Make Birth Better

Hello from our friends at the Make Birth Better Network.  At heart our main aim is to reduce the prevalence of birth trauma.  We are a new group of parents, professionals and peers working together to try to improve the maternity journey for everyone. 

Make Birth Better was founded by Consultant Perinatal Psychiatrist Dr Rebecca Moore and Perinatal Clinical Psychologist Dr Emma Svanberg. The Network brings together many voices to offer support and information to families and professionals and campaign for change. 

We are joined by an amazingly passionate and varied group including parents with lived experience of birth trauma.  We are medical professionals including obstetricians, psychiatrists, psychologists, Midwives, Health visitors, peer supporters, the Maternity Transformation Programme.  We are representatives from NHS England, the Royal College of Obstetricians and Gynaecologists researchers and organisations such as the Positive Birth Movement, the Birth Trauma Association, Birthrights and AIMS. 

Our website  provides a national free resource for parents, parents to be and professionals. This is a safe respectful space for women to tell their birth stories, and to share experiences from professionals and services.

But why does birth trauma even matter?

A difficult or traumatic birth occurs when a woman finds any part of her own birth distressing, overwhelming, and/or fearful. It is how you were made to feel during birth that matters, if something felt frightening, scary or out of control then that is your story.

Trauma at birth can be caused by a medical emergency such an emergency caesarean or a bleed, but just as commonly it arises due to the care we give to women in labour. Women tell us time and time at Make Birth Better that it is how they were spoken to that distressed them the most. This might be being patronized, or feeling staff were unkind or not listening to women’s concerns or wishes. Trauma is so often due to a lack of kindness.

30% of all women find some aspect of their birth traumatic, that’s over 150,000 women per year in the United Kingdom. I am always struck by what a huge number of women this is starting motherhood whilst also feeling some really difficult feelings and emotions.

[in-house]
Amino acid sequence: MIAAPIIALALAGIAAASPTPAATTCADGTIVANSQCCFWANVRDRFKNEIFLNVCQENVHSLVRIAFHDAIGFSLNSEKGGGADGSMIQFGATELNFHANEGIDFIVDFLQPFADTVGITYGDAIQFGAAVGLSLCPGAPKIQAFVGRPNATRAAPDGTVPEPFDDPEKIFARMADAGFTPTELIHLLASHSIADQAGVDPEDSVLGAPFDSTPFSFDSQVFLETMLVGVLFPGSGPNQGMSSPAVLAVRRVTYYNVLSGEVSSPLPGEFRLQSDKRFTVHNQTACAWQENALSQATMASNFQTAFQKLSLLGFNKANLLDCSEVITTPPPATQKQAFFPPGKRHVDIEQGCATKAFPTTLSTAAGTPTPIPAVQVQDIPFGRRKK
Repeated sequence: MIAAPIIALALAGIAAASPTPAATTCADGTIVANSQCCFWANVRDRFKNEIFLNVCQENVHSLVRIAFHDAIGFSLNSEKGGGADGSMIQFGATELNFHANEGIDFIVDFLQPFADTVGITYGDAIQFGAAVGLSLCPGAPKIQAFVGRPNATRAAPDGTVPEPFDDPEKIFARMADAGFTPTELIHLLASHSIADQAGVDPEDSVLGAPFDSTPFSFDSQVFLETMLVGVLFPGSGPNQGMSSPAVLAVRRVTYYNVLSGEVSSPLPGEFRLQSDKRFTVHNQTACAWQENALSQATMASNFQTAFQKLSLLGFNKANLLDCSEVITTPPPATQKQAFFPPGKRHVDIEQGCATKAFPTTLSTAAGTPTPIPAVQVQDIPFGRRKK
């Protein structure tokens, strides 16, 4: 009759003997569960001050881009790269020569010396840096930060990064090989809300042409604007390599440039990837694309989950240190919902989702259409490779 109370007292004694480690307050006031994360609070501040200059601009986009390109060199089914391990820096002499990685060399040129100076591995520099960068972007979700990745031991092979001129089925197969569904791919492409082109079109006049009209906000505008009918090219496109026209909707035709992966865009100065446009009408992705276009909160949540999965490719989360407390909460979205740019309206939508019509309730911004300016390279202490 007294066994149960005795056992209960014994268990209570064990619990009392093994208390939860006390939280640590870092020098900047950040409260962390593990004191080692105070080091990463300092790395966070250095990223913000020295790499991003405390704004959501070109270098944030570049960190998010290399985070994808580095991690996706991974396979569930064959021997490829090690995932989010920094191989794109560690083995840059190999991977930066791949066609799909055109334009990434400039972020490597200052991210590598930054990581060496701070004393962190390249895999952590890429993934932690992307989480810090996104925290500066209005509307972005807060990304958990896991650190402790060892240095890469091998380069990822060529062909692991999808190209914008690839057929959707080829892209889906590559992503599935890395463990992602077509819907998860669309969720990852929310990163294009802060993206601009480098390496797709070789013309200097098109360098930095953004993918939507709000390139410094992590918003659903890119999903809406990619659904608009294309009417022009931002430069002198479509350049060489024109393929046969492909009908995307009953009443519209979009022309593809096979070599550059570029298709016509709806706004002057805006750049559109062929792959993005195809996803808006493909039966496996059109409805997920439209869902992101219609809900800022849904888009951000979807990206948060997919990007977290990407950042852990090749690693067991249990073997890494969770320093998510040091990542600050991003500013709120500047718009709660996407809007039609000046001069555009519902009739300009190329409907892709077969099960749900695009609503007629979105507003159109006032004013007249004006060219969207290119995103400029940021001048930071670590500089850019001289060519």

Birth trauma is not usually well recognized or misdiagnosed as depression. At Make Birth Better we want women to be able to find rapid local support to discuss their birth as leaving birth trauma untreated in the long term can lead to long term issues both for mum and her family such as depression, anxiety, sexual difficulties or finding it hard to connect with baby.

How do I know if I had a traumatic birth?

Women after a birth trauma often feel they have a very variable mood from sad to angry to guilty to anxious. There is also a constant replaying of the birth and feeling that you cannot control these thoughts. You may be replaying your birth in your thoughts, in your dreams.  You may have visual flashbacks of parts of the birth such as a doctors’ face, seeing the baby heart rate monitor change, or not hearing the bay cry after delivery.

You may often feel on edge all the time, restless and not able to relax and may worry something terrible is going to happen to their baby and so check on their baby all the time.

It is often hard to hear other pregnancy or birth stories or to see anything related to pregnant women or small babies. It might be hard to return to the hospital you gave birth in or you may avoid pregnant friends.

Sometimes these thoughts and feelings fade quite quickly but if they don’t and if these feelings are still there most days for most of the day at three or five months postnatal and/or are affecting day to day life then I would encourage women to seek some support. 

What can help recover from a difficult birth?

The key is to tell your story to someone you feel safe with, a friend, partner, a diary (if you can write it but not speak the words perhaps), your G.P or Health Visitor or perhaps an online or face to face peer group. 

At Make Birth Better we want women to feel listened to and that their birth story will be heard in full and without judgement.  Many women will bury or dismiss their feelings and feel guilty about talking about a negative birth experience. Many women are never asked about their birth story and so these difficult feelings and emotions remain.

It is entirely possible to have a negative birth experience and still be a good mum and love your baby very much. We must allow women the space to think about and reflect on their birth. A healthy baby is not all that matters.

We are systematically mapping out local services regarding birth trauma. Have a look at the blogs from numerous professionals about the different types of treatment that might help support you in your recovery. Let us know via the social media contacts below if you know of a local service that has helped you and we will add this to the site.  The site is a work in progress and we want it to be shaped and built by women and their families.




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